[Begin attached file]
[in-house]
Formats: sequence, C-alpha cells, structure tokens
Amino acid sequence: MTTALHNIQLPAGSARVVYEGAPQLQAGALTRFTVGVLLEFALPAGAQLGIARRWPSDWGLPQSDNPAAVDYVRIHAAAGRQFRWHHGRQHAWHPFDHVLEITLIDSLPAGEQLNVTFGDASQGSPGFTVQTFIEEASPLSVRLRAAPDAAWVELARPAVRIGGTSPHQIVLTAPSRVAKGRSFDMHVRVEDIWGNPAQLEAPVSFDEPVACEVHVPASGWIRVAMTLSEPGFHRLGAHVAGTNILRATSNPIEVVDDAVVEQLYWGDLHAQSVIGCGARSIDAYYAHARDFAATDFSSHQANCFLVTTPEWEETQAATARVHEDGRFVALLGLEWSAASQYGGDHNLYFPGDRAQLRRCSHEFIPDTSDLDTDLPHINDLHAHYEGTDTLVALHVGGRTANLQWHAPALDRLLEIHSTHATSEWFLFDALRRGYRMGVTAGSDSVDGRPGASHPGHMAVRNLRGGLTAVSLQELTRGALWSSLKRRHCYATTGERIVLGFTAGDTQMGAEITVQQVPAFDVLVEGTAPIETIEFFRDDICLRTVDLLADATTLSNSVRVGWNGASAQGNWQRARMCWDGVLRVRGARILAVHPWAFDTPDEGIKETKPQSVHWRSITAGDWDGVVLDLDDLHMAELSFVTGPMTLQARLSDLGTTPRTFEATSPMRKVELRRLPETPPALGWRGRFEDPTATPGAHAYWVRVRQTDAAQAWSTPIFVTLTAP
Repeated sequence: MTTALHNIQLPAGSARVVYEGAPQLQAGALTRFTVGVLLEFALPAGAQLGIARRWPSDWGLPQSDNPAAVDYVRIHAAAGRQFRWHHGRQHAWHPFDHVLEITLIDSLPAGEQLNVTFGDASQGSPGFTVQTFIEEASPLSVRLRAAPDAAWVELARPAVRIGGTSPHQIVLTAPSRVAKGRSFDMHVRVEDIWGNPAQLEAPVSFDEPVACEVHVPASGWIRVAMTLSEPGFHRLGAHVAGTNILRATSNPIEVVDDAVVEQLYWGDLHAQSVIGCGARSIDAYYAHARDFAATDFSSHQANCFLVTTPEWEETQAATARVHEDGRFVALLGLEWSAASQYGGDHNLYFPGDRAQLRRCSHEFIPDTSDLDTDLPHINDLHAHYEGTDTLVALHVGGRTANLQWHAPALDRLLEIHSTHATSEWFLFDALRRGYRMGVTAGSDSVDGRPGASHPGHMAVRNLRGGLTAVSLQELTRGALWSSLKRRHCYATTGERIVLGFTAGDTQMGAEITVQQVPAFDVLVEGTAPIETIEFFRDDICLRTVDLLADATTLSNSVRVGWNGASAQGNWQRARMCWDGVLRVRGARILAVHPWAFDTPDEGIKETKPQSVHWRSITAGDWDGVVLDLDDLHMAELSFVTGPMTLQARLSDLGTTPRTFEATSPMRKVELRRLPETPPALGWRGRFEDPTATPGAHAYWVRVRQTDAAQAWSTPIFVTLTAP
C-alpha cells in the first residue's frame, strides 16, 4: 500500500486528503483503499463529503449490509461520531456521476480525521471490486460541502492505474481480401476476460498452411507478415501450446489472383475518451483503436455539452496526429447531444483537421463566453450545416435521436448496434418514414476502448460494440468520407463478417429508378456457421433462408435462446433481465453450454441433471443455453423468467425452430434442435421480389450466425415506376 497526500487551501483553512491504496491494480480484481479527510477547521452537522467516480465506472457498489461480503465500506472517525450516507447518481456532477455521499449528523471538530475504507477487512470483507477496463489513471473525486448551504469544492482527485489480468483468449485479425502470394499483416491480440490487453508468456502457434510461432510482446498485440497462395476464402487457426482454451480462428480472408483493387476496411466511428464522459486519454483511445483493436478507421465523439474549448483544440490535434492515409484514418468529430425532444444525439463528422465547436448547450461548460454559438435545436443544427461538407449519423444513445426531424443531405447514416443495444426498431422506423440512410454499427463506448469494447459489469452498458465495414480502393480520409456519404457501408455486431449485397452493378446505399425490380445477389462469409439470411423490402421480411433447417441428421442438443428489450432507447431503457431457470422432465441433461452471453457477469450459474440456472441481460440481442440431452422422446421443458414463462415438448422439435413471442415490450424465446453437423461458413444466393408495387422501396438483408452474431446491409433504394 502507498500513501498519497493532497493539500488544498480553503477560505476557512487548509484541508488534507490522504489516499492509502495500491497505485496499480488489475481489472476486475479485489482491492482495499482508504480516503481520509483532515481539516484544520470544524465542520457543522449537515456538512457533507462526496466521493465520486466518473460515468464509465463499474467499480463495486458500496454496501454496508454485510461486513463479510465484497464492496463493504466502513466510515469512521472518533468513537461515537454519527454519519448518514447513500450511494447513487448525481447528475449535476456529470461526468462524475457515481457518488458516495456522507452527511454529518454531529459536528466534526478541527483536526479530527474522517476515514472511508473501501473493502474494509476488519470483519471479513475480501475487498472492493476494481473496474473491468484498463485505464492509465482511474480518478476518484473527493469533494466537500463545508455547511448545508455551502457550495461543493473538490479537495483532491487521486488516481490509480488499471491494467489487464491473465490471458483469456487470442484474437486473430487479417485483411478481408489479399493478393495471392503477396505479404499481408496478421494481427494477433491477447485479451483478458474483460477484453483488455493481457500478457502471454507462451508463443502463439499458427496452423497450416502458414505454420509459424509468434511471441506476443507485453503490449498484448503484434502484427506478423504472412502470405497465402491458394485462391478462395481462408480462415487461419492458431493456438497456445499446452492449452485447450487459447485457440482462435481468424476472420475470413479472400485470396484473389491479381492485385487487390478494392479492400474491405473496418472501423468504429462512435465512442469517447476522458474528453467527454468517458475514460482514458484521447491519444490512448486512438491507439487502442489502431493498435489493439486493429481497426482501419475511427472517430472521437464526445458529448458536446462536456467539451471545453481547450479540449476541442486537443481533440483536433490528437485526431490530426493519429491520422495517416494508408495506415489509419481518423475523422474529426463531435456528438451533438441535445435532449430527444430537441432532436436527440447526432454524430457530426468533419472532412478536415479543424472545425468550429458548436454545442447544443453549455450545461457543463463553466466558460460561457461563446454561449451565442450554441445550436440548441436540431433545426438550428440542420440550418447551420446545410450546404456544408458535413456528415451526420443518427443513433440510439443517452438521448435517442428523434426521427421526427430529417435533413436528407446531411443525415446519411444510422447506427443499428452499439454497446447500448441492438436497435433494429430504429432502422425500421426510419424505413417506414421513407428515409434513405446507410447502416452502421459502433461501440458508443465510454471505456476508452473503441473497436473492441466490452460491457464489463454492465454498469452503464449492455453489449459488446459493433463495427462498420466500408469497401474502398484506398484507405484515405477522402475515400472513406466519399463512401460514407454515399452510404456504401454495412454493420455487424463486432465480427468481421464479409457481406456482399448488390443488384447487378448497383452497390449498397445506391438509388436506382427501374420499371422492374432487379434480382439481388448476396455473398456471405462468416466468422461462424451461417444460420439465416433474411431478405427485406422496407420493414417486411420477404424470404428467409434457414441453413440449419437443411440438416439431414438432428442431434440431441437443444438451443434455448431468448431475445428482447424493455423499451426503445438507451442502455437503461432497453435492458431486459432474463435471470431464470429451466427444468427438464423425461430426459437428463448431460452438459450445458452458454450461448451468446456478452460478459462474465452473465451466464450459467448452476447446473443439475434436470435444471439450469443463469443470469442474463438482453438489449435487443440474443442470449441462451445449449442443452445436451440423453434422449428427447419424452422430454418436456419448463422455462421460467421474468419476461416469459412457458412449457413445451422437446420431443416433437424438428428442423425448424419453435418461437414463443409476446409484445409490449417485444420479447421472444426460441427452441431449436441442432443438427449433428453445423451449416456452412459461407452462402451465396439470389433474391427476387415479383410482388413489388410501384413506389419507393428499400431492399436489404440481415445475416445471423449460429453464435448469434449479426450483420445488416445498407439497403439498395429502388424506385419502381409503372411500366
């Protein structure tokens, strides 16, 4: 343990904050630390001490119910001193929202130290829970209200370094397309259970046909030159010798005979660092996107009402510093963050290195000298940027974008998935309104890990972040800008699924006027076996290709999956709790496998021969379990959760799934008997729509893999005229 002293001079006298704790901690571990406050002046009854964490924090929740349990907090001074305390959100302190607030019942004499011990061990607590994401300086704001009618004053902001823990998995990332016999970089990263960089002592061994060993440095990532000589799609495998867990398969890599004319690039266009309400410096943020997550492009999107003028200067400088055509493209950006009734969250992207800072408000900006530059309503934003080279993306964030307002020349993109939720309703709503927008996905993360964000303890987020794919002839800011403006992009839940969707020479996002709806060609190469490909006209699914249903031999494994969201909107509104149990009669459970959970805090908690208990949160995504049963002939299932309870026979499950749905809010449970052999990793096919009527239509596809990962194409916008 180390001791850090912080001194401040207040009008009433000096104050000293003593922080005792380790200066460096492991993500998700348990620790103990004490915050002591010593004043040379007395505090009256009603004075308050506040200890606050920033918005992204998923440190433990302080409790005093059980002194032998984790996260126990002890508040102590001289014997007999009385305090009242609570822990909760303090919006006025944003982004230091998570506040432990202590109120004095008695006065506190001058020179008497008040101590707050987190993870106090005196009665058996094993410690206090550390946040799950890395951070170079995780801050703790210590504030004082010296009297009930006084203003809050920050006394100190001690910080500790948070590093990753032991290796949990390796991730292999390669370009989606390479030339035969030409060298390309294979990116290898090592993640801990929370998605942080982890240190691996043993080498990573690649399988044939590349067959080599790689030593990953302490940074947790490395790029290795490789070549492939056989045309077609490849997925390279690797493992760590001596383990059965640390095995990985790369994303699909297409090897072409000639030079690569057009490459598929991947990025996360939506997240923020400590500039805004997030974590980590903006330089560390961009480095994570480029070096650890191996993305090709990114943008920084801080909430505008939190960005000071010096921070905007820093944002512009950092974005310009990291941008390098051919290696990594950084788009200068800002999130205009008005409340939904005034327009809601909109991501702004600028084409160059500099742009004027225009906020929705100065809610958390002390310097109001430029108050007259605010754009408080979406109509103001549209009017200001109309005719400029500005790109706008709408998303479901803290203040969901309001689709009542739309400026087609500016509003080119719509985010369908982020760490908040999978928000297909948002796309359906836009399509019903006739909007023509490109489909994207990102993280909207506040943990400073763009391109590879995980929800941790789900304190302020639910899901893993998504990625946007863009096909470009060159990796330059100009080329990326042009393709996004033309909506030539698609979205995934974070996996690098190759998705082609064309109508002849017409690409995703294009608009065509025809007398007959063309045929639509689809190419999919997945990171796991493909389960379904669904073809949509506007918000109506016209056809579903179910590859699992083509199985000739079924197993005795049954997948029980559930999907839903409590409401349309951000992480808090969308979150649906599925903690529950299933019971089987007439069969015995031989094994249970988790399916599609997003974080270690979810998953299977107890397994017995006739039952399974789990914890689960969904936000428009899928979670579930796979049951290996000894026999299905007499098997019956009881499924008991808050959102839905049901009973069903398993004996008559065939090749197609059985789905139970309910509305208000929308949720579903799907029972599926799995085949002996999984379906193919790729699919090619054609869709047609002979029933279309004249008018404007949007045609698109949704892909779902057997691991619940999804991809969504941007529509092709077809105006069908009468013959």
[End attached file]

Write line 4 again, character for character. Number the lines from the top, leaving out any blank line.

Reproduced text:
Repeated sequence: MTTALHNIQLPAGSARVVYEGAPQLQAGALTRFTVGVLLEFALPAGAQLGIARRWPSDWGLPQSDNPAAVDYVRIHAAAGRQFRWHHGRQHAWHPFDHVLEITLIDSLPAGEQLNVTFGDASQGSPGFTVQTFIEEASPLSVRLRAAPDAAWVELARPAVRIGGTSPHQIVLTAPSRVAKGRSFDMHVRVEDIWGNPAQLEAPVSFDEPVACEVHVPASGWIRVAMTLSEPGFHRLGAHVAGTNILRATSNPIEVVDDAVVEQLYWGDLHAQSVIGCGARSIDAYYAHARDFAATDFSSHQANCFLVTTPEWEETQAATARVHEDGRFVALLGLEWSAASQYGGDHNLYFPGDRAQLRRCSHEFIPDTSDLDTDLPHINDLHAHYEGTDTLVALHVGGRTANLQWHAPALDRLLEIHSTHATSEWFLFDALRRGYRMGVTAGSDSVDGRPGASHPGHMAVRNLRGGLTAVSLQELTRGALWSSLKRRHCYATTGERIVLGFTAGDTQMGAEITVQQVPAFDVLVEGTAPIETIEFFRDDICLRTVDLLADATTLSNSVRVGWNGASAQGNWQRARMCWDGVLRVRGARILAVHPWAFDTPDEGIKETKPQSVHWRSITAGDWDGVVLDLDDLHMAELSFVTGPMTLQARLSDLGTTPRTFEATSPMRKVELRRLPETPPALGWRGRFEDPTATPGAHAYWVRVRQTDAAQAWSTPIFVTLTAP